There aren't many shows that surprise me. Please or disappoint is far more common. In a batch of shows that started in the last few months I was pleased by both The Shannara Chronicles and DC's Legends of Tomorrow and have been most disappointed in Lucifer. The one I was unsure of was The Magicians.
Based on the novels by Lev Grossman, The Magicians follows a young man named Quentin Coldwater as he is accepted into a special university called Brakebills that specializes in teaching magic. And I'm betting a lot of you just said, "Oh, a Harry Potter rip-off… thanks but no thanks." I know you said that because that was my feeling going into the series. But this show is probably best described in the metaphor of an onion that has layers upon layers upon layers once you get past the ordinary looking surface.
Quentin is someone who, in his own words, has a broke brain. The show starts with him having checked himself into a mental institution. He can't deal with the hopelessness of the world and often finds solace in a series of children's books about a magical world called Fillory. His best friend growing up, Julia Wicker, loved the books as well but has put them aside now that she is an adult. She is ready to go on to Harvard while Quentin seems to be circling the drain of life. His entrance exam for college went very strange as he found his instructor dead and a package with the unpublished sixth Fillory book with his name on it at the scene.
Both Quentin and Julia end up finding their way to Brakebills where they are given a test to see about the magical aptitude. Neither really believing that magic exists, Quentin is accepted while Julia is rejected. But the wiping of her mind fails and she goes back out into the world knowing that magic is real and that she won't be taught how to use it. Now Quentin has found a place he feels normal and a purpose in life while Julia's entire world has been destroyed.
This is the set up for a series and that is just the tip of the iceberg. Quentin finds friends and even love exist for him, but that there is also an overwhelming danger that no one seems prepared for. While Julia goes through the equivalent of magic withdrawals and making a lot of bad choices to feel the power again. The two friends are on very different trajectories.
The show also introduces us to some interesting characters like Alice Quinn, a super smart self taught magician who is obsessed with finding out how her brother died. Penny Adiyodi, a street wise traveler with a chip on his shoulder and a hatred for everyone. Eliot Waugh a self-made aristocrat with a dark side and more power than expected. This are all allies, in some cases uneasy allies, of Quentin's which he will need.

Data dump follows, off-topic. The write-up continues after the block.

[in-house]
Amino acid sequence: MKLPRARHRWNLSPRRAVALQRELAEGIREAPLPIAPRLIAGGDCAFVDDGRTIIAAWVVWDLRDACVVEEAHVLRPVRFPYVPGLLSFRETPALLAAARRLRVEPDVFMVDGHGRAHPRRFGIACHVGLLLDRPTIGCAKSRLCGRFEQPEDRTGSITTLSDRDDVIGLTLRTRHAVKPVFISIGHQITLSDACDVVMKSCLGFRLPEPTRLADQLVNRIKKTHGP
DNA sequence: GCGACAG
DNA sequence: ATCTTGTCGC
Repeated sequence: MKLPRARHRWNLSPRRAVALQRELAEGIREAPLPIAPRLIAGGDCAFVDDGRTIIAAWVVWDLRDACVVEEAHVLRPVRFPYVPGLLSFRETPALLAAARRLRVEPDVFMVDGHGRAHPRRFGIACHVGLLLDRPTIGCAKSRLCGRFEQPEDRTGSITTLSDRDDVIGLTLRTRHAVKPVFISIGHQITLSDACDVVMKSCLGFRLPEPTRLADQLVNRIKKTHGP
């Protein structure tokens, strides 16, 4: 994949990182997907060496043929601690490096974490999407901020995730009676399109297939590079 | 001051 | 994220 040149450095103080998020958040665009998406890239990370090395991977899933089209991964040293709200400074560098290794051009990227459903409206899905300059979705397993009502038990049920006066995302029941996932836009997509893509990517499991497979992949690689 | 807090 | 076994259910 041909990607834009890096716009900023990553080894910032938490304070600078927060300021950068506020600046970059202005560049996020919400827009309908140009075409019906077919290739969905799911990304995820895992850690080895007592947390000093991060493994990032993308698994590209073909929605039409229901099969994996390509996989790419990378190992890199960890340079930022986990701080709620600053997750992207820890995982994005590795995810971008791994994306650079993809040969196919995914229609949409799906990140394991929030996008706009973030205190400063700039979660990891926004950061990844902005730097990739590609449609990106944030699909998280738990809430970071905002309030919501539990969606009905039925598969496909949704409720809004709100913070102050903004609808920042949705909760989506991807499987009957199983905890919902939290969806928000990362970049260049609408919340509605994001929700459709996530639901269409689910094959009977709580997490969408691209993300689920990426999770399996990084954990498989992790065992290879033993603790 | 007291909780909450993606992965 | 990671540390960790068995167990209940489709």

We learn very early on that there is far more going on with Quentin and Penny, a sense of urgency to turn them into magicians because of a very bad thing coming. We meet The Beast in the first episode and learn of his ties to Fillory and how the magical literary world is actually real.
The thing that works for this show the best is that it is constantly driving towards a point or event that seems obvious and then veers away at the last minute in a way that you wouldn't expect. It's like the writers ask themselves what would be the last thing they should do and then do that. The first episode had be intrigued, the second was okay and by the third I was just about to check out. During the fourth episode there is a song / dance number that is so out of the blue that you're not sure what you are actually watching and then by the end of that episode you realize that everything is connected. There aren't any throw away moments are comments.
From there things start getting darker and more twisted and by last night's ninth episode and comparison to Harry Potter is long gone as the show takes the nasty turn of all. This series is a slow burn and that may work against it. Those first few episodes seem light and a bit silly, but once the switch was flipped, things took off. Julia's path of desperation is wrenching to watch as she loses everything all in an effort to get back that spark of magic in her life. While Quentin is finally given hope that he belongs and that he might find a purpose and happiness only to receive a gut punch from reality.
If you haven't given this show a chance yet, or if you did and bailed before the fourth or fifth episodes, then you should consider checking it out (again). There are four more episodes this season and it's already been renewed by Syfy for a second 13 episode season in 2017.